Background: The correlation between spinal radiographic parameters and severity of cervical spondylotic myelopathy (CSM) is controversial. This study aimed to investigate the associations between spinal radiographic parameters and CSM severity, as well as between cervical and other spinopelvic radiographic parameters. Methods: Patients diagnosed with CSM (N = 118; 77 men) at our hospital from March 2013 to February 2017 were included. The patients’ demographic data and the following radiographic parameters were investigated: cervical lordosis (CL), C2–C7 sagittal vertical axis (C2–C7 SVA), T1 slope, thoracic kyphosis, lumbar lordosis, pelvic incidence, sacral slope, pelvic tilt, and sagittal vertical axis (SVA). Cervical cord compression ratio (CCCR) was evaluated on sagittal magnetic resonance imaging. The Japanese Orthopaedic Association (JOA) scoring system was used for clinical evaluation. Correlation analyses were performed among the clinical and radiographic parameters. Results: The JOA score had the strongest correlation with SVA (r = −0.46, p < 0.01), followed by CCCR (r = −0.33, p < 0.01), CL (r = −0.29, p < 0.01), T1 slope (r = −0.29, p = 0.01), and C2–C7 SVA (r = −0.20, p = 0.03). Multivariate linear regression analysis revealed a model predicting the JOA score; JOA = 13.6 − 0.24 × SVA − 4.2 × CCCR (r = 0.51, p < 0.01). Although there was no significant correlation between the cervical and lumbopelvic radiographic parameters, the sequential correlation among the investigated spinopelvic parameters was identified. Conclusions: CSM severity worsened with spinal malalignment, such as a larger SVA. Though lumbopelvic radiographic parameters did not significantly impact cervical alignment and CSM severity, the sequential correlations among cervical-thoracic-lumbopelvic radiographic parameters were observed. Therefore, SVA is the most relevant radiographic parameter for CSM, but we cannot preclude the possibility that lumbopelvic alignment also affects cervical alignment and CSM severity.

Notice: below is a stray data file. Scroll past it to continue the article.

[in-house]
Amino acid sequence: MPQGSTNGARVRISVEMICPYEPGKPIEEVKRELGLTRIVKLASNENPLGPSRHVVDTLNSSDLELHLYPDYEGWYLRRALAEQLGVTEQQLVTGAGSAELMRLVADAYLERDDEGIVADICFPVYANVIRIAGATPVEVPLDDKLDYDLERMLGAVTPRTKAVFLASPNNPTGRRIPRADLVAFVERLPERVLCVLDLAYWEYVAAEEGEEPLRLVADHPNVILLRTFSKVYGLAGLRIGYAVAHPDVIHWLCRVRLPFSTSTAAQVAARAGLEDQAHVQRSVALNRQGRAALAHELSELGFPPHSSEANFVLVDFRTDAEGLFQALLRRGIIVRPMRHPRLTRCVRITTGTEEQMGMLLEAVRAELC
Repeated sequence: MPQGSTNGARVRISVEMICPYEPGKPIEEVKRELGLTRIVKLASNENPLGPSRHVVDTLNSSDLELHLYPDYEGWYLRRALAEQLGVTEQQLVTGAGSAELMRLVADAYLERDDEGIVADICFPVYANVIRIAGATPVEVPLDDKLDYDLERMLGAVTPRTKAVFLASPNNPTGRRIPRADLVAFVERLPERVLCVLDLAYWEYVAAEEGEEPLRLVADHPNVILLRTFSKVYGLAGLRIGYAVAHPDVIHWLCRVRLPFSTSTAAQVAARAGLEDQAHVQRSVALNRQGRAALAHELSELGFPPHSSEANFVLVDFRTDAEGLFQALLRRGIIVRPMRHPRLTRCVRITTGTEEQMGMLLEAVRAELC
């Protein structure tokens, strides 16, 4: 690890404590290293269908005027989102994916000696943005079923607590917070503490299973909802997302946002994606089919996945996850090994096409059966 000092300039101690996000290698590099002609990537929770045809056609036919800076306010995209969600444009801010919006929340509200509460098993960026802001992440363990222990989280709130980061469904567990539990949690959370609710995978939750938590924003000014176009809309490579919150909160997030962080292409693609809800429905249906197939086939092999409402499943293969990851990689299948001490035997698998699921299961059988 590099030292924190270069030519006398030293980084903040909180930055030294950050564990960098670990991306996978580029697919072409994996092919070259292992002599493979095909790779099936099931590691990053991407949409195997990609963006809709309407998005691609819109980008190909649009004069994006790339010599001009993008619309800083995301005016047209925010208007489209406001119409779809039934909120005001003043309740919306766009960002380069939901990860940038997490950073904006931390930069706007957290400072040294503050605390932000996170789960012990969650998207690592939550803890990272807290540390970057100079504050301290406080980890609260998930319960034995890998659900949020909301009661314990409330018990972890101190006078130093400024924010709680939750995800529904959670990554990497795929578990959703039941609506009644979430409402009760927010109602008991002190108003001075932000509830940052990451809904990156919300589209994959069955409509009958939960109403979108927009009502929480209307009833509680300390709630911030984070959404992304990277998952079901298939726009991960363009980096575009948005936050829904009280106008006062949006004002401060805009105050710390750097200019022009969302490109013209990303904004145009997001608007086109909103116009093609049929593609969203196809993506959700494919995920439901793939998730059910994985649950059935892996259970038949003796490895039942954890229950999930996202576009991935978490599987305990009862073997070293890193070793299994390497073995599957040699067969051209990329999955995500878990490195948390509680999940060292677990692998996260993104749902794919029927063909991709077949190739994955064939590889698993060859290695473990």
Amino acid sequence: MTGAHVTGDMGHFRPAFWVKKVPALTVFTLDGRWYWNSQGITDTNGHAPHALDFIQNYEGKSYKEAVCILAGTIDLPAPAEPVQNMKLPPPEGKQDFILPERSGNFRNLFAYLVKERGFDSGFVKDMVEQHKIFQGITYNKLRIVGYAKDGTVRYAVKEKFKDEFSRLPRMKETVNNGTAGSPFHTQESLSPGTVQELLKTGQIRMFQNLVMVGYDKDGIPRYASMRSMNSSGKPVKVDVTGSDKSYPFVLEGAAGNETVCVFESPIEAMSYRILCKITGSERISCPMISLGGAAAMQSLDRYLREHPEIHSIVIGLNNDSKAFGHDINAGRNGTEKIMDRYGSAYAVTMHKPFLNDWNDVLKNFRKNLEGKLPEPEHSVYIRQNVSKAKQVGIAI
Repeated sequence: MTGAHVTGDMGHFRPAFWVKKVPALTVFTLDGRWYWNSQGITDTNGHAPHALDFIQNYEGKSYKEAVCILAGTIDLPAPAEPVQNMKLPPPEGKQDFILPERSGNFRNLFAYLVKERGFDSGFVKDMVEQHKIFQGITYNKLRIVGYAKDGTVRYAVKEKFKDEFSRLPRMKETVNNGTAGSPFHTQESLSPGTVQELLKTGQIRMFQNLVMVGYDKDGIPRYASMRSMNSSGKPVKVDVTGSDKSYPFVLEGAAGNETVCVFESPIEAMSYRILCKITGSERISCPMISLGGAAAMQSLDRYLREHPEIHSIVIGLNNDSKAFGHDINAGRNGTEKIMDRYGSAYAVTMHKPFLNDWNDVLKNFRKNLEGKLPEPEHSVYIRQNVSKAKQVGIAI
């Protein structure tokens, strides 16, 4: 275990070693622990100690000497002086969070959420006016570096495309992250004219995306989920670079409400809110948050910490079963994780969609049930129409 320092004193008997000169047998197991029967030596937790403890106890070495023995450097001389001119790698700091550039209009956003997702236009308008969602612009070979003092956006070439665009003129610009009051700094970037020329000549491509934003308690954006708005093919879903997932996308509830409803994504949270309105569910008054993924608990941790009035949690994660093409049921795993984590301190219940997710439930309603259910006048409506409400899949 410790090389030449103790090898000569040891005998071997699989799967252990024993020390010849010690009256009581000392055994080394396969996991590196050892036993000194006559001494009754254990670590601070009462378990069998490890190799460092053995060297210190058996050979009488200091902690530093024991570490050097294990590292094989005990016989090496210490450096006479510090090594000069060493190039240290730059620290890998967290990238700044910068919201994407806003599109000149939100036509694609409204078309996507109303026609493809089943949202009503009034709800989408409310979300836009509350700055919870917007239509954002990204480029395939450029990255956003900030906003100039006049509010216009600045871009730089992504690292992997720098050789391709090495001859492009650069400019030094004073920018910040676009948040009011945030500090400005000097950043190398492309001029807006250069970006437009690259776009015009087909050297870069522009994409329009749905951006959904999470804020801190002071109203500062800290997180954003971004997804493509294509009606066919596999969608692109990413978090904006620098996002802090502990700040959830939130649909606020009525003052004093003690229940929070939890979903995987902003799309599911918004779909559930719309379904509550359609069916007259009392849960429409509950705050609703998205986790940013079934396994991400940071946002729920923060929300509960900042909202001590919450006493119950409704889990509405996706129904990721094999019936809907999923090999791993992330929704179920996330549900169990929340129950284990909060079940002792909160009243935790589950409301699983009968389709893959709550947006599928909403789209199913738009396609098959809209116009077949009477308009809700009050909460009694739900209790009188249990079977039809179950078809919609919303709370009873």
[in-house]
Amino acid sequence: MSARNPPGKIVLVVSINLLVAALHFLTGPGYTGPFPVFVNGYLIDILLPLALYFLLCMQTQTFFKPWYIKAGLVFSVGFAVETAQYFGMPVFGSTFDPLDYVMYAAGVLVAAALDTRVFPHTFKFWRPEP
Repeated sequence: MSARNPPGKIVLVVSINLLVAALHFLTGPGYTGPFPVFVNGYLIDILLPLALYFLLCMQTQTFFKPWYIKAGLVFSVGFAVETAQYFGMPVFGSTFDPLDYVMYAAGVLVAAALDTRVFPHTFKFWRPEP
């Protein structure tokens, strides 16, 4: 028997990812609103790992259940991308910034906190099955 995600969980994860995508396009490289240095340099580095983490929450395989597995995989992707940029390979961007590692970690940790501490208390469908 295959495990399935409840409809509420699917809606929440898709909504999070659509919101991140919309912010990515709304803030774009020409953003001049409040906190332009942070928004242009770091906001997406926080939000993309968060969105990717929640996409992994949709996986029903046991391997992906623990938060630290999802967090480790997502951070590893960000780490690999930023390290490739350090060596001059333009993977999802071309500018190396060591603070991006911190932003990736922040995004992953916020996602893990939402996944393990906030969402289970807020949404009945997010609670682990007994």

ASJC Scopus subject areas
- Orthopedics and Sports Medicine